Copyright Max Sher 2013 published by Treemedia
A Remote Barely Audible Evening Waltz (English translation of the Russian title) is Sher’s first book and an investigation of memory and personal experiences; concurrently evokes mystery and nostalgia. A delightful semi-fictional story based on appropriating vernacular photographs that narrate a poignant story of Sher’s making, set in Russia in the 1960’s, 70’s into the 80’s.
I also need to declare up front that this book interests me from my personal interest in creating artist books that explore similar ideas and concepts using found photographs to create semi-fictional stories. Thus this book resonates with me on many levels.
In the Foreword, a poignant quote from Walter Benjamin “The true picture of the past whizzes by. Only as a picture, which flashes its final farewell in the moment of its recognizability, is the past to be held fast.”
Sher’s photobook has two parts, first the found photographs sequenced to narrate a group’s journey in which the authorship is suspected but not entirely known. Interspersed in the first group of photographs are found text extracted from letters that were amongst the photographic archive. Sher has curated a mashup of lyrical landscape, snapshot portraits, obvious mugging for the camera lens, and vernacular documentary moments. This is a personal snapshot story of Russia from the perspective of group who had the affluence of the upper middle class.
The later chapter is an investigation in a lyrical documentary style of the place in which these photographs were found.
The quality of the found 35mm color slides are symbolically a bit off, reflecting what could be obtained in the Russian economy of the 1960’s and 70’s. The colors, like the memories, now fading with the passing time. These photographs are imbued with a dense layer of nostalgia and lost memories. Although the subjects appear to be experiencing relatively happy moments that my knowing that those who created the photographs have passed on, creates a melancholy read. In conjunction with Sher’s documentary of the vacant and empty place, this is also a story about mortality and what we leave behind.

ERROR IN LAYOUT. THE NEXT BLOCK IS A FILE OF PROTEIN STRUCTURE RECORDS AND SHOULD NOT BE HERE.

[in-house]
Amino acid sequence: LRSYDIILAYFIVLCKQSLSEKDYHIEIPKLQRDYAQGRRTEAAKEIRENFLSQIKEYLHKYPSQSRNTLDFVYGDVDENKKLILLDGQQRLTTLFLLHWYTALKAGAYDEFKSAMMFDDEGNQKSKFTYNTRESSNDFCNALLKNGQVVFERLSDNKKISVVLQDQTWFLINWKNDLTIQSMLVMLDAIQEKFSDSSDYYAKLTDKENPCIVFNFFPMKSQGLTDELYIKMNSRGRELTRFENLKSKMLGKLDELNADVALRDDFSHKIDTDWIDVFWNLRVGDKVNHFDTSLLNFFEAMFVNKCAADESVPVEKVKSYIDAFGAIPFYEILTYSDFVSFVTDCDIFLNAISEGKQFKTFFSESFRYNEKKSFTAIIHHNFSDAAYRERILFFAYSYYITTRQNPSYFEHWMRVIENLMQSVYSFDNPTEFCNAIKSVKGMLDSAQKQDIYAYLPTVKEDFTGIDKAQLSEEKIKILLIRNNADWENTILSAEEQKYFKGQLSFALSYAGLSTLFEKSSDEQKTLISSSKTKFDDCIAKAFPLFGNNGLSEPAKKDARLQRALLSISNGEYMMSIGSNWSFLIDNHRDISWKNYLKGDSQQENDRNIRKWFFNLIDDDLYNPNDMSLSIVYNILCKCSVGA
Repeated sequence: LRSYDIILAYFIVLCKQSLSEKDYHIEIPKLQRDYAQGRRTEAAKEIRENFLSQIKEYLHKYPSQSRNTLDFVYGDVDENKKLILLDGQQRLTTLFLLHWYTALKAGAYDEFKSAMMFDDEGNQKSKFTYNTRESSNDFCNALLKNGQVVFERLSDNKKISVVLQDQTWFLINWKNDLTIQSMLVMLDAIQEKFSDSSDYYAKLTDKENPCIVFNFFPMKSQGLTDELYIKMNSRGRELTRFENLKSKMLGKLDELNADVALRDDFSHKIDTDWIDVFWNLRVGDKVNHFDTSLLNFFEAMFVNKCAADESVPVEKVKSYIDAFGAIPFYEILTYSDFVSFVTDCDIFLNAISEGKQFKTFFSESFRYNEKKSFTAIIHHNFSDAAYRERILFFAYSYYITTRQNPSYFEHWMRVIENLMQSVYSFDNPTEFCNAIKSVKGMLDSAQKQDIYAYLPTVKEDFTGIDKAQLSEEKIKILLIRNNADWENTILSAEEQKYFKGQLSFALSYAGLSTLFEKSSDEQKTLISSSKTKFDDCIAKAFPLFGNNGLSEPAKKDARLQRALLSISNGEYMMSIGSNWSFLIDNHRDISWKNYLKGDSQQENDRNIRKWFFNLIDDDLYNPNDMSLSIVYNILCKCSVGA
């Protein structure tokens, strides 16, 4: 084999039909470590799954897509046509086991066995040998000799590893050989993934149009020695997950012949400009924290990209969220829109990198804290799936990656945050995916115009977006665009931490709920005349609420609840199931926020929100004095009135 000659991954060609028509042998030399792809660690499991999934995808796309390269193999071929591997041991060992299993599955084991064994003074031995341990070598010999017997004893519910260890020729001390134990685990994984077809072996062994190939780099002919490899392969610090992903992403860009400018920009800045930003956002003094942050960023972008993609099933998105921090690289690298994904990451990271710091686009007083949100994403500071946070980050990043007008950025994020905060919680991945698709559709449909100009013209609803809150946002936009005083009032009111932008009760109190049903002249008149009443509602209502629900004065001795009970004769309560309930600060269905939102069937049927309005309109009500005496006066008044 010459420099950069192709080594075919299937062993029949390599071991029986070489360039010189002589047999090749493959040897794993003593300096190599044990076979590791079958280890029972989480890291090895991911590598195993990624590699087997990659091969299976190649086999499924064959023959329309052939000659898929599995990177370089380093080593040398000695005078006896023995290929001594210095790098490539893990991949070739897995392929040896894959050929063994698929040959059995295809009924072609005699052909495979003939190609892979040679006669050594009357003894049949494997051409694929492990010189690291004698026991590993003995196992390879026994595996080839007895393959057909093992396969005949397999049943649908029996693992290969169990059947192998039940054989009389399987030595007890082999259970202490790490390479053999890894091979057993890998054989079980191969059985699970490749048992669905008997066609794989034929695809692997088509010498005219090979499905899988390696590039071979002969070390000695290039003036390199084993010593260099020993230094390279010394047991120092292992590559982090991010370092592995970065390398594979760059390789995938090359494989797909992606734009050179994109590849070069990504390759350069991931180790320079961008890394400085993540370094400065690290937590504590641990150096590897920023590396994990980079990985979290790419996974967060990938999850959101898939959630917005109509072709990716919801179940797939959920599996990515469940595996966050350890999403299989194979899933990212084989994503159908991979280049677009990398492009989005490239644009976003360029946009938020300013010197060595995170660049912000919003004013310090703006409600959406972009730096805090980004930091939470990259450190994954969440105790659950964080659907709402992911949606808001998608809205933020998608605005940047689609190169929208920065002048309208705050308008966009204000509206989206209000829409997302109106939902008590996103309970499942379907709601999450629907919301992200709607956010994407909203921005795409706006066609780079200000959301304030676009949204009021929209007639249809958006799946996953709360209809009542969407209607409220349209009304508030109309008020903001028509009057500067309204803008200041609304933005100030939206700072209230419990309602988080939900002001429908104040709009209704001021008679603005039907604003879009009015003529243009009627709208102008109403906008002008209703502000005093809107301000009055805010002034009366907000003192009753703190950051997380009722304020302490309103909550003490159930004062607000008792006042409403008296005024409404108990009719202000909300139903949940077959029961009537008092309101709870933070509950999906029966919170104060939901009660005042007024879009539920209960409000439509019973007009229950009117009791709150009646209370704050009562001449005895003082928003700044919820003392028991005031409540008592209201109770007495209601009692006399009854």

At the transition between the found photographs and his documentary style photographs of the place where these photographs were found, Sher states “An analogy with archeology suggests itself here; you find some evidence and create a tentative representation of people and their lives – or rather, of their live’s external features. Using what remained of personal items of everyday routine, we could ascertain the person’s social standings but could not find their names, thoughts, preferences; neither could we guess whom they had loved. We could only imagine that.”
The book has a case bound binding which regretfully does not allow the interior contents a lay-flat read. Nevertheless, the interior plates have ample margins, thus none of the images have any content lost in the gutter. The text is provided in both Russian and English. The book cover and spine is embossed with the title and as a twist, a tipped-in image is applied to the back cover. The translucent belly band provides the book title in English. The page paper has slight warmth in color, similar to faded yellowed paper, adding a metaphoric background layer to this melancholic narrative.
I selected Sher’s photobook as one of my more interesting photobooks for 2013.
Douglas Stockdale for The PhotoBook